paraplaying (and bullies)
kinman2 at YAHOO.COM
Wed Apr 7 16:57:50 CDT 2004
Dear Pierre and others,
Well, I watched the two main sandboxes (traditional eclecticists and strict cladists) for over 20 years, fighting over funding, and taxa, and philosophy, and new student adherents. But by 1994, I was still convinced that neither side had all the answers, so I created a new sandbox between them. In my opinion, the bullies on both sides just need to learn to get along.
I did consider Pierre's suggestion, but I personally will never give up all formal paraphyly, because such taxa can be useful, stable, and widely recognized (not to mention anagenetically informative). I will NOT throw the baby out with the bath water just to be holophyletically consistent (the price is just too high). And in over 30 years, I have seen far too many cases of strict cladism butchering classifications and clogging up the nomenclature with clade names (many of which eventually turn out to be non-holophyletic).
As for a "super-Kinman" classification, something of that sort might be necessary for certain super-complex or super-speciose groups like beetles. And what's wrong with that??? Scientists who want to store all this complex information in classifications have computers that could easily handle them if there was a will to do it in a less disruptive manner. I just want to do it in a way that does not compromise the usefulness of classifications to billions of potential users. The onus should be on the scientists to super-classify in a way (coding, markers, or whatever) that general users (including many scientists) can just ignore the encoded complexity and uncertainty and be content with a relatively stable classification that is uncumbered by scientific confusion and politics. Storing complex and uncertain information in a myriad of formal clade names is nonsensical in my view, both theoretically and in practice (and this seems just as apparent to me today as it did 30 years ago).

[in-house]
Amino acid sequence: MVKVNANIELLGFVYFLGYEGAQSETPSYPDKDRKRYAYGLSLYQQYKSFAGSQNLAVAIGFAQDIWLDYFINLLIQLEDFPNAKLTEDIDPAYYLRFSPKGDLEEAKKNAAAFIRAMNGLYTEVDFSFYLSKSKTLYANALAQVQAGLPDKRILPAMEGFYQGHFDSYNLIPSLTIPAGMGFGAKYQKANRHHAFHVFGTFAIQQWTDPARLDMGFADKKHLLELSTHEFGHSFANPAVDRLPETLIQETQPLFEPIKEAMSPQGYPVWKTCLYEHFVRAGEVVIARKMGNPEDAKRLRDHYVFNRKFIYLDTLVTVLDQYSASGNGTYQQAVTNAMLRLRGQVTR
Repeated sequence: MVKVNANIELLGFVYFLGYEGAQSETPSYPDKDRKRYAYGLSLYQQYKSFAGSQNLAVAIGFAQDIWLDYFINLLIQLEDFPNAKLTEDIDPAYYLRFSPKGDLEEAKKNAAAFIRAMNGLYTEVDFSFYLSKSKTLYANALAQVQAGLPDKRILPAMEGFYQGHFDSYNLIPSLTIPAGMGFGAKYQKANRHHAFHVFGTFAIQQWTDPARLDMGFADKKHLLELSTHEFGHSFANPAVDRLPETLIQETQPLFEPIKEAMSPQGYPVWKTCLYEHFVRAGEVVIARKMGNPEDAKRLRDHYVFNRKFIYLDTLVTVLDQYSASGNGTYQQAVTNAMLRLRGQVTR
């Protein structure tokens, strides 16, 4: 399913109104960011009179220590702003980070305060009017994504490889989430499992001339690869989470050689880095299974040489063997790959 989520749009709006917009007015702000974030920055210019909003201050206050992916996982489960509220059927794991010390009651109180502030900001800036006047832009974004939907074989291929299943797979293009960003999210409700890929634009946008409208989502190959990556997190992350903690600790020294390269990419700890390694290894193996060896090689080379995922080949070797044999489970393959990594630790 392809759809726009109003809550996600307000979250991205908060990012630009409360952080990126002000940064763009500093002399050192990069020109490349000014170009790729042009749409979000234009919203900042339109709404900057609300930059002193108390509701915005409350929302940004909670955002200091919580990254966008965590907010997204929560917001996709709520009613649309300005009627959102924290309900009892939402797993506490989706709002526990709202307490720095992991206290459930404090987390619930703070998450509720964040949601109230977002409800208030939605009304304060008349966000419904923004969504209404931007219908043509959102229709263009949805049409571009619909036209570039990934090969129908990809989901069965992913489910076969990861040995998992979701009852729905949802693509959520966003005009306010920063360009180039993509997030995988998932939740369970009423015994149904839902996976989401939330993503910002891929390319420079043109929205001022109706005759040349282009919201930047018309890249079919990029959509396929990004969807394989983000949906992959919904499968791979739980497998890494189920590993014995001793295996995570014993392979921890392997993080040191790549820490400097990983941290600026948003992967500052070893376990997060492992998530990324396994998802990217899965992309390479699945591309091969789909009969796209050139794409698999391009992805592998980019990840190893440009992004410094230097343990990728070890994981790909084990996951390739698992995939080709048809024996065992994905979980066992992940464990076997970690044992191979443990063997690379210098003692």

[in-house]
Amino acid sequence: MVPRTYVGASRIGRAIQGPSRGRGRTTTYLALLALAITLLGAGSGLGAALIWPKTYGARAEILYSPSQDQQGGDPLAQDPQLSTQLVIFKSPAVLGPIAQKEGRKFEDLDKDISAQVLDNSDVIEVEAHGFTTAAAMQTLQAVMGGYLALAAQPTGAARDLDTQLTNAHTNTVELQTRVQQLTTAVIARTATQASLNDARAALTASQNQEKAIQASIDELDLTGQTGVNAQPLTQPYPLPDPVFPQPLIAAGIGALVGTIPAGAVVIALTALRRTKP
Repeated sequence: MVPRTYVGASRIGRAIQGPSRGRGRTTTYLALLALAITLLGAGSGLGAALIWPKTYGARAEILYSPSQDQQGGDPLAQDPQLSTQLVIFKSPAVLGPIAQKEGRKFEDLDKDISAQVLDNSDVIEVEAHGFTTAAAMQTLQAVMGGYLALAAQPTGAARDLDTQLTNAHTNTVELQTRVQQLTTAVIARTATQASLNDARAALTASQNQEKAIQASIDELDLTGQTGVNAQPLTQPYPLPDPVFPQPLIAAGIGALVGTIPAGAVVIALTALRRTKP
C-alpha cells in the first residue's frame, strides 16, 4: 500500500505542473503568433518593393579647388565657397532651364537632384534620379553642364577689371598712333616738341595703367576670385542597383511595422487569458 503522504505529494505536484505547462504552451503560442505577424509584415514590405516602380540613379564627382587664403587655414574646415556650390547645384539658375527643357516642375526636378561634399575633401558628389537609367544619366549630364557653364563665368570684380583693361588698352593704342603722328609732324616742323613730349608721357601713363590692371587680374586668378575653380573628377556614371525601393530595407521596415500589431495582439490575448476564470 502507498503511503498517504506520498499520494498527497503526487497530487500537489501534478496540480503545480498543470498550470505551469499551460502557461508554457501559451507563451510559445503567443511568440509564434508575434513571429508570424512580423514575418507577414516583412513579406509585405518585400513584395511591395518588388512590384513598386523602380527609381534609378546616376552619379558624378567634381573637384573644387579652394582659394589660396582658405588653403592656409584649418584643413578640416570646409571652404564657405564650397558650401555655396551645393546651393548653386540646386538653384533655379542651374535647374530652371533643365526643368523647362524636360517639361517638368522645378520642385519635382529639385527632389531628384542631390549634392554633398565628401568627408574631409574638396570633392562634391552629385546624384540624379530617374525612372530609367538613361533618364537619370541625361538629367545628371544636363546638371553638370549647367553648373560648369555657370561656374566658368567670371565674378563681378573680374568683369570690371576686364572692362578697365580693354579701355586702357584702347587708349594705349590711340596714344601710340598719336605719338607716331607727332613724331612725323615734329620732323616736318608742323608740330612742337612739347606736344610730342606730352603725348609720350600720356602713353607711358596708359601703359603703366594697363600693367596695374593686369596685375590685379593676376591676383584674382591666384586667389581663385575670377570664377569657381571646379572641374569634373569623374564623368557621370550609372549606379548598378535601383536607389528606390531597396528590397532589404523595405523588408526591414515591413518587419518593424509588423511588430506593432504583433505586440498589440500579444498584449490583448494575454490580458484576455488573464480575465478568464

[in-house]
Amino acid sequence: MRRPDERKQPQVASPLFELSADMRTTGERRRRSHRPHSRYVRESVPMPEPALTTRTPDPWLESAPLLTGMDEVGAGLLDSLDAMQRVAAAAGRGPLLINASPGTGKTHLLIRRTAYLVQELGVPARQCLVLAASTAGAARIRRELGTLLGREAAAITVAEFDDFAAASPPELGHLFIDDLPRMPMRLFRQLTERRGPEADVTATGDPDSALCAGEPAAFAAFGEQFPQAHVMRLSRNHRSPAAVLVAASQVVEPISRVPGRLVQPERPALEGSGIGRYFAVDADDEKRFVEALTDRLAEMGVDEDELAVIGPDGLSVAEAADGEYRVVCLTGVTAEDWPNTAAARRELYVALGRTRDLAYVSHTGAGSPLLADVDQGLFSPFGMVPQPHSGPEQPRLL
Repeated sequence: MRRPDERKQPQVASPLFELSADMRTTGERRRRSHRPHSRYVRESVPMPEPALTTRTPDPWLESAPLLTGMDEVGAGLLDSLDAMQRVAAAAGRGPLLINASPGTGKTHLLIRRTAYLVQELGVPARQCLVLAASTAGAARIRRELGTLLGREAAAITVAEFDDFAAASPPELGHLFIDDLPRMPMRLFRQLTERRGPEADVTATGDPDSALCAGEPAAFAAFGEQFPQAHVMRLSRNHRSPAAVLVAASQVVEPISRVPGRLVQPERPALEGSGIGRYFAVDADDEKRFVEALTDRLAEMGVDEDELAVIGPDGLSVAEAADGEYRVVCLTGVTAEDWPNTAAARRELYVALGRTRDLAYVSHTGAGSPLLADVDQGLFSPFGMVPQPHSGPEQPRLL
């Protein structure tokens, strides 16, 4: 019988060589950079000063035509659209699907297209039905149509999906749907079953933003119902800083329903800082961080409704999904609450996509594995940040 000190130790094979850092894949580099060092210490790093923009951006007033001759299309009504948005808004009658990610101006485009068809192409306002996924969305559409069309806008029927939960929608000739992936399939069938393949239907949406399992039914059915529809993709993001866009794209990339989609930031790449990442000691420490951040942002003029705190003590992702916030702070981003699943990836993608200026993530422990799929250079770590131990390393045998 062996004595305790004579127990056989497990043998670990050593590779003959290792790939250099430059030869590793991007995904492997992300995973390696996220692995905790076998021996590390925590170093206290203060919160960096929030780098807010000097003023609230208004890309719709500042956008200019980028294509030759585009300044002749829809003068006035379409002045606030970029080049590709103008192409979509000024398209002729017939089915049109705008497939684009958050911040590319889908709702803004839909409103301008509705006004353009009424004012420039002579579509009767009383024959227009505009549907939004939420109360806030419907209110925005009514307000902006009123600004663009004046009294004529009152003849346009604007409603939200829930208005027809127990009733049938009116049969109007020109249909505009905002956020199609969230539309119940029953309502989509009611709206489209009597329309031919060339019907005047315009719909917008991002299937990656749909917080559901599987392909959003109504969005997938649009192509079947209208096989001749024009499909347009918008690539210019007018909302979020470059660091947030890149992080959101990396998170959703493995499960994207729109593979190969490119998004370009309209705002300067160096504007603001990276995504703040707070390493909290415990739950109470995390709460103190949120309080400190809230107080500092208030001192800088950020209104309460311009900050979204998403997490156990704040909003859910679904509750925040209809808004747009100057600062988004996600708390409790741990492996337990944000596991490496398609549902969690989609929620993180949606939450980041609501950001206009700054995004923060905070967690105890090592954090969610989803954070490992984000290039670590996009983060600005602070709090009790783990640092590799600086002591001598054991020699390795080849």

Anyway, I will get out my reptile classification and try to compromise a bit more to try and unruffle some of Curtis Clark's feathers. Will put in Archosauria, Diapsida, and a couple of other major clades. The Kinman System has flexibility that has yet to be tapped into. I compromise because it makes sense to me (not because it is politically correct). However, I will NOT be bullied into strictly adopting a Hennigian convention that WILL continue to cause problems indefinitely. Well, I'll now return to my own sandbox and see what I can come up with on reptiles.
------ Ken Kinman
One classic way to quiet down schoolyard bullying is to offer several clearly labelled sandboxes furnished with a diversity of attractive toys....
Note: though I repeatedly suggested to Ken to use names for monophyletic groups and labels for coining possible paraphyletic acception of the same terms, he apparently prefers naming paraphyletic groups and coding for monophyly. I still don't understand why Ken doesn't like my sugggestion, kind of logical "mirror image" to his own one....
Of course my (friendly ironic) suggestion boils down to "strict monophyletic naming" with possible additional labels for occasional, and facultative, paraphyletic acception of some terms (e.g. Dinosaurs implicitly including birds, and *Dinosaurs-D6* explicitly excluding them)....
Ken seems to really persist in seeing things from only one side of the mirror, fiercely rejecting consistent monophyletic naming....
Trying to force all of them into an apparently unique classificatory system would require a kind of "super-Kinman" classification, with combined names, num
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